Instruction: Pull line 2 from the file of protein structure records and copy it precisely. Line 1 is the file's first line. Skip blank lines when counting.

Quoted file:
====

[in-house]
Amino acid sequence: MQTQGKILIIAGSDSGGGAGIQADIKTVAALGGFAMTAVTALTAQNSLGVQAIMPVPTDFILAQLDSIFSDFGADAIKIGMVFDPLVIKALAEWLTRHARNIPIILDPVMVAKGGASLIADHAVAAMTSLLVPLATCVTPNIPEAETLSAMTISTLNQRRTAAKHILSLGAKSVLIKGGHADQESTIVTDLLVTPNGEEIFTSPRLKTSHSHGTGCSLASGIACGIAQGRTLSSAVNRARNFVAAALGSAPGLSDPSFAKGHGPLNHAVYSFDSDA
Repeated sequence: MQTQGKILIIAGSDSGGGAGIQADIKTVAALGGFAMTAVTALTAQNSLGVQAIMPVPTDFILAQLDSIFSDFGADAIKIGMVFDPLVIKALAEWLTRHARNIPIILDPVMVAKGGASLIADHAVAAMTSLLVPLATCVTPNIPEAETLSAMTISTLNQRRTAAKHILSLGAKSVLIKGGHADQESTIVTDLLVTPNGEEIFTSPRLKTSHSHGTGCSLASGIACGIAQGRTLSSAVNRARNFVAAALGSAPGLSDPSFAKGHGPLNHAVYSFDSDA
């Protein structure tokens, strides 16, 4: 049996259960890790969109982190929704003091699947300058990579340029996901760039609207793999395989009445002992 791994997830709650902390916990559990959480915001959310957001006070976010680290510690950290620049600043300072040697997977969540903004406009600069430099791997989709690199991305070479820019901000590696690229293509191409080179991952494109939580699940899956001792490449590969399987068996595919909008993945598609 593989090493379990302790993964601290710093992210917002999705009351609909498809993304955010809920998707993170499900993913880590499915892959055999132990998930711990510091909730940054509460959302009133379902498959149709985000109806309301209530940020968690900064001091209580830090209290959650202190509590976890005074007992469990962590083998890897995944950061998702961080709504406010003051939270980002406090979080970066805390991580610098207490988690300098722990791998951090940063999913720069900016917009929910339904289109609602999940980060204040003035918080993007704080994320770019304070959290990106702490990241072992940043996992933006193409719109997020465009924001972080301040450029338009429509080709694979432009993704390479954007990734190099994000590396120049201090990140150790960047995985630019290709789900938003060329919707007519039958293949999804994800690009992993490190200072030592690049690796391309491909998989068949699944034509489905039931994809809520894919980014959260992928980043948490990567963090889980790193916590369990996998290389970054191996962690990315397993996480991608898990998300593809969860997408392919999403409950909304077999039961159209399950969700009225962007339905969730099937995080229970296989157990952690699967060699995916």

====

Amino acid sequence: MQTQGKILIIAGSDSGGGAGIQADIKTVAALGGFAMTAVTALTAQNSLGVQAIMPVPTDFILAQLDSIFSDFGADAIKIGMVFDPLVIKALAEWLTRHARNIPIILDPVMVAKGGASLIADHAVAAMTSLLVPLATCVTPNIPEAETLSAMTISTLNQRRTAAKHILSLGAKSVLIKGGHADQESTIVTDLLVTPNGEEIFTSPRLKTSHSHGTGCSLASGIACGIAQGRTLSSAVNRARNFVAAALGSAPGLSDPSFAKGHGPLNHAVYSFDSDA